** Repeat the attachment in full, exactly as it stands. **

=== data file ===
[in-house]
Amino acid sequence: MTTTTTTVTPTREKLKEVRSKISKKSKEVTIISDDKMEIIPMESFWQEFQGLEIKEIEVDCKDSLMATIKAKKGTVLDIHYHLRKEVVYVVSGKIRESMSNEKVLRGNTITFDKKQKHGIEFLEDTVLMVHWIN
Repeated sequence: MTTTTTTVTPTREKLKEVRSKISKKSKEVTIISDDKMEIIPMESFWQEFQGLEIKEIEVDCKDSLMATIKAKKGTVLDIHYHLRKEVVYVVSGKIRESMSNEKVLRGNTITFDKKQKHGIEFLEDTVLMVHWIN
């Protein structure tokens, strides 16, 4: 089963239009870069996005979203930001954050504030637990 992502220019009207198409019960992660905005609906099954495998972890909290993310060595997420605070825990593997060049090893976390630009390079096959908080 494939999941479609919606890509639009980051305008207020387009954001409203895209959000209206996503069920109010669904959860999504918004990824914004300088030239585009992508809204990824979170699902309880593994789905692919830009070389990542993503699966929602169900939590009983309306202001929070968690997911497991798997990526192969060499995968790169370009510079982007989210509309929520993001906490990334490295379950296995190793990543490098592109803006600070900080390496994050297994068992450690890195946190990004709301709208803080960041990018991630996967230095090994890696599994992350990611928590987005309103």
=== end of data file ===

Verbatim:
[in-house]
Amino acid sequence: MTTTTTTVTPTREKLKEVRSKISKKSKEVTIISDDKMEIIPMESFWQEFQGLEIKEIEVDCKDSLMATIKAKKGTVLDIHYHLRKEVVYVVSGKIRESMSNEKVLRGNTITFDKKQKHGIEFLEDTVLMVHWIN
Repeated sequence: MTTTTTTVTPTREKLKEVRSKISKKSKEVTIISDDKMEIIPMESFWQEFQGLEIKEIEVDCKDSLMATIKAKKGTVLDIHYHLRKEVVYVVSGKIRESMSNEKVLRGNTITFDKKQKHGIEFLEDTVLMVHWIN
């Protein structure tokens, strides 16, 4: 089963239009870069996005979203930001954050504030637990 992502220019009207198409019960992660905005609906099954495998972890909290993310060595997420605070825990593997060049090893976390630009390079096959908080 494939999941479609919606890509639009980051305008207020387009954001409203895209959000209206996503069920109010669904959860999504918004990824914004300088030239585009992508809204990824979170699902309880593994789905692919830009070389990542993503699966929602169900939590009983309306202001929070968690997911497991798997990526192969060499995968790169370009510079982007989210509309929520993001906490990334490295379950296995190793990543490098592109803006600070900080390496994050297994068992450690890195946190990004709301709208803080960041990018991630996967230095090994890696599994992350990611928590987005309103």